• This includes items such as dryer vent cleaning, fire equipment maintenance, gutter cleaning, parking lot upkeep, painting and decorating, pest control, elevator, roof and general repairs/maintenance.

    Note: This does not include any special projects which are projects that are not accounted for throughout the year (such as an unexpected roof repair of pipe replacement) that requires a Special Levy. Learn more about special levies in our Bonus Section at the end of this article.

    • This includes items such as electricity, garbage disposal, compactor expenses and telephone/cellular costs.

    • Grounds Maintenance. This includes items such as landscaping, road repairs, snow removal, tree maintenance and anything that takes place on condo grounds, but is not associated with the building structure.

    All of these expenses are then summed to determine the total expenses for your community.

    Budgeting and condo fees best practices

    Here comes the fun part – some quick tips for you to learn more about the best practices for your condo community when it comes to budgeting and condominium contributions.

    Some of these are explained throughout the article, while others are new tips. Either way, they’re must-knows for you and your community.

    Don’t Compare

    Never just look at the Condo Fees Schedule in your Budget Package to solely compare the amount you paid last year vs. the amount proposed for you to pay this year. An assessment of what needs to be done in the community will always help you understand why you are paying what you are. This means looking at the balance sheet, operating budget and budget comparison in your AGM Package.


    Do not underbudget!

    In the case that your community does not allocate the appropriate amounts to the budget, your actual costs may exceed ones budgeted. This means that your community will incur a deficit where it is underfunded. The best thing to do here is for your Board of Directors to establish the appropriate expected condo fees required for the coming year and not to downplay your expenses.

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    Conclusion.

    Now that we’ve covered how unit factors work, how condo fees are calculated and why assessed fees can be further analyzed through the audited financial statements in your AGM Package, we hope you’re feeling a bit more confident when the time comes to open up your Budget Package to find out what their condo fees are for the coming year.

    At Tribe, we care for our communities like they are our own homes. Financial management is one of the core areas we hope to provide our expertise on to help support communities. If you are interested in learning how a Community Manager can help your community, we’d love to answer any of your questions. Contact us or post a comment below!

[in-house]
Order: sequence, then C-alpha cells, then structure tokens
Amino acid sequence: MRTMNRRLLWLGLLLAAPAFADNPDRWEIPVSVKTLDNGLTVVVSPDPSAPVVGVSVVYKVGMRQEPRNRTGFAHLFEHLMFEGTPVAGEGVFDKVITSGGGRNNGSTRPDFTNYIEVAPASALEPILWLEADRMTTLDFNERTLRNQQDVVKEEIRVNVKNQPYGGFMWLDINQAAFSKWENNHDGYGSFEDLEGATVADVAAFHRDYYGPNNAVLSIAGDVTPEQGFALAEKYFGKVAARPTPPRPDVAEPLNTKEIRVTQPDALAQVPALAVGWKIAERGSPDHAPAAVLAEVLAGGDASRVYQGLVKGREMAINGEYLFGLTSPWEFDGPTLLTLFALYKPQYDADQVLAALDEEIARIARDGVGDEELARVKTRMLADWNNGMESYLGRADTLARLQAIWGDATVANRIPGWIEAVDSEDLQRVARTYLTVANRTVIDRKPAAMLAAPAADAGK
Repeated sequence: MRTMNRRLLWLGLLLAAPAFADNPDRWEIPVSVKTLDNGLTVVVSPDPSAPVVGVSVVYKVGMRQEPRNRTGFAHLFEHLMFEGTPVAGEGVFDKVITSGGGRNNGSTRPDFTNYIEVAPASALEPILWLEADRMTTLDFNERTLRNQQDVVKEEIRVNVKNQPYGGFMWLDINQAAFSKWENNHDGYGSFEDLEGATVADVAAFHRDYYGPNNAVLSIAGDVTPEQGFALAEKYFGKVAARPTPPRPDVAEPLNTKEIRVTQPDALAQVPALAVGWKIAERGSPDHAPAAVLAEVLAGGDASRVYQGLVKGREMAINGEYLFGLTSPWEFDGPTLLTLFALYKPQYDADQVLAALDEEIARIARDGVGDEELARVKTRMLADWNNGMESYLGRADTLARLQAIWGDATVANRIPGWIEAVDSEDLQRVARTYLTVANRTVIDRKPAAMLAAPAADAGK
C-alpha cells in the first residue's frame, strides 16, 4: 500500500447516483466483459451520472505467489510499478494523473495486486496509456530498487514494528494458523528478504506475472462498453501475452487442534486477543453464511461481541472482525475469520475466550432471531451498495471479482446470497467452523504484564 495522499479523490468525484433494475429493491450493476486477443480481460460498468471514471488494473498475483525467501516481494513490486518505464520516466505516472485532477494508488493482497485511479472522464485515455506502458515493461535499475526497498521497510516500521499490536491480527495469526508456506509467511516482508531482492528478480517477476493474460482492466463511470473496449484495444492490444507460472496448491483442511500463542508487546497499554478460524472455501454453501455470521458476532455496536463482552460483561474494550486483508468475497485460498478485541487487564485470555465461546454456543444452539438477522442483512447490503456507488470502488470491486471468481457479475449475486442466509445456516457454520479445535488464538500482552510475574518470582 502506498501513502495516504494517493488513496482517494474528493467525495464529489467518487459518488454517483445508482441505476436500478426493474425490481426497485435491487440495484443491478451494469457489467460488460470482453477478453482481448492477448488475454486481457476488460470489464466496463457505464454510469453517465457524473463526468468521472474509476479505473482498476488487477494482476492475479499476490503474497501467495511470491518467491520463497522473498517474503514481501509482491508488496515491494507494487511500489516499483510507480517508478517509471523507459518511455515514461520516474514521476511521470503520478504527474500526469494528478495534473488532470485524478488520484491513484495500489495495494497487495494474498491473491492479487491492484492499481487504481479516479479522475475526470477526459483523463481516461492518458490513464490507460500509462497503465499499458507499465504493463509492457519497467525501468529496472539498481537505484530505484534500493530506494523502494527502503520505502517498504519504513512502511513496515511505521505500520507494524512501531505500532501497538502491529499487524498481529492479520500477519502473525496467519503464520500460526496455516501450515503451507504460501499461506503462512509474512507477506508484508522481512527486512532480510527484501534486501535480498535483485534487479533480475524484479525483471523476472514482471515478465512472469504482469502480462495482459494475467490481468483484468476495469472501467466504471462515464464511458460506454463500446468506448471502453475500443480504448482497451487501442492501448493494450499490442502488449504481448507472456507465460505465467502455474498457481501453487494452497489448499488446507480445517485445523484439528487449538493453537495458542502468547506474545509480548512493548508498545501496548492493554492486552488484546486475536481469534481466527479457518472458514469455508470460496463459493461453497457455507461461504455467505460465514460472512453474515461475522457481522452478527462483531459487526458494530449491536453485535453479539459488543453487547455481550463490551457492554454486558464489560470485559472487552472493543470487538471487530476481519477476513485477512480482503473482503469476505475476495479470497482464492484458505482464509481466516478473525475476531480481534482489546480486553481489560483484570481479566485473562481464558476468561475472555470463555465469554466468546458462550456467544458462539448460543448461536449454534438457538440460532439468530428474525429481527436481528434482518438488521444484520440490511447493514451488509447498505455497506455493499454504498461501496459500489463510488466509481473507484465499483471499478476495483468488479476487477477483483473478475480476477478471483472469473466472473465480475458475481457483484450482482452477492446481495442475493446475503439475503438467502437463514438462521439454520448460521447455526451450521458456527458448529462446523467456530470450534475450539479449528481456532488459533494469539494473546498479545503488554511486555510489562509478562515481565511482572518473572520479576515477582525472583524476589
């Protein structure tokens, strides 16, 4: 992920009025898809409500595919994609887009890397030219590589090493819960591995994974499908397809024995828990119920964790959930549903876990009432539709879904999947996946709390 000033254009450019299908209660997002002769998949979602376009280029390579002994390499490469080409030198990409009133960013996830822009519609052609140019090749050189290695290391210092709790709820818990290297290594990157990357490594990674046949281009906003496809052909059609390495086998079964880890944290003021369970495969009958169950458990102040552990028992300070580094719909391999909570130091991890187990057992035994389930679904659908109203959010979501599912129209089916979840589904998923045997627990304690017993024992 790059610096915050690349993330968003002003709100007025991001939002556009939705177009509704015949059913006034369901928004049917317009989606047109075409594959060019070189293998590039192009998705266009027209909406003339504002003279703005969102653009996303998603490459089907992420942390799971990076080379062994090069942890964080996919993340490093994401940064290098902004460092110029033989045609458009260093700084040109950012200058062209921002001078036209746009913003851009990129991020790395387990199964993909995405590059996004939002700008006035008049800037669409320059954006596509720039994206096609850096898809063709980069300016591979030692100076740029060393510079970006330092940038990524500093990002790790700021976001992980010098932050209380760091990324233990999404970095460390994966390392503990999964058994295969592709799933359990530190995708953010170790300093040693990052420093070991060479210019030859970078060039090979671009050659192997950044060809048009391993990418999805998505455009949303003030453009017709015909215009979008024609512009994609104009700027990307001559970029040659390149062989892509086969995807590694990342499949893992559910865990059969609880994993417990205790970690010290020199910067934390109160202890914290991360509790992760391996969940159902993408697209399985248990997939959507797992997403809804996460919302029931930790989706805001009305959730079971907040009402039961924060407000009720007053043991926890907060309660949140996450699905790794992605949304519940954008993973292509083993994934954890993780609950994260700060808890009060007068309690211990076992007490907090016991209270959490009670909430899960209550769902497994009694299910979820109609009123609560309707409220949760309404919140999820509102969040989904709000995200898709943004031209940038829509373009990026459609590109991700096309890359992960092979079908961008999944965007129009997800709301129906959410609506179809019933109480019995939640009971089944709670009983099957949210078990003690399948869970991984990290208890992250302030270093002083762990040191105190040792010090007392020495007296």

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    3 Common Issues Condo Boards in Alberta Face [+How to Solve them]

    [Bonus: Special Levies]

    Now that we’ve covered condo fees, let’s take on one more topic: Special Levies.

    Special Levies are additional funds collected from Condos (on top of condo fees) for special projects or maintenance. These fees are collected when there are not enough funds in the Reserve Fund or if a Board decision is conducted to decide against using current Reserve Funds.

    But…how are these different from condo fees? These expenses are ones that have not been included in the budget and can include expenses such as an unplanned roof repair.

    Commons Questions about Special Levies:

    1. What is the process to create a Special Levy? Condo Boards will determine the required amount and once passed, they must provide notice to the Owners.
    2. What do Boards determine about Special Levies? The purpose of the Special Levy, the total amount, the due date and the proportionate share.
    3. What can you levy for? Urgent and unexpected maintenance, shortfalls in the Operating Fund, increases in the Reserve Fund and capital improvement in order to satisfy judgement.

    Note that any Special Levy amounts collected cannot be paid back and must be paid into the Reserve Fund if there is excess. Hence, a good practice is to track the Special Levy under a separate general ledger account!